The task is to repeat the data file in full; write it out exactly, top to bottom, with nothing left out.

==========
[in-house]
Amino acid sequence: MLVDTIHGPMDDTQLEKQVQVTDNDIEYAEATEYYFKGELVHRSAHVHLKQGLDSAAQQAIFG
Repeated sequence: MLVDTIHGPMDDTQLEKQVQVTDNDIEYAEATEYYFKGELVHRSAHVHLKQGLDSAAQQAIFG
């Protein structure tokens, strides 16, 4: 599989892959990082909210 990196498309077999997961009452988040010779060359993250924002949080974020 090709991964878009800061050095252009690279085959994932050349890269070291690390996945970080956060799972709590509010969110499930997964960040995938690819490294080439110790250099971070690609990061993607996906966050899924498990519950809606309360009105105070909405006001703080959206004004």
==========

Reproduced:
[in-house]
Amino acid sequence: MLVDTIHGPMDDTQLEKQVQVTDNDIEYAEATEYYFKGELVHRSAHVHLKQGLDSAAQQAIFG
Repeated sequence: MLVDTIHGPMDDTQLEKQVQVTDNDIEYAEATEYYFKGELVHRSAHVHLKQGLDSAAQQAIFG
């Protein structure tokens, strides 16, 4: 599989892959990082909210 990196498309077999997961009452988040010779060359993250924002949080974020 090709991964878009800061050095252009690279085959994932050349890269070291690390996945970080956060799972709590509010969110499930997964960040995938690819490294080439110790250099971070690609990061993607996906966050899924498990519950809606309360009105105070909405006001703080959206004004």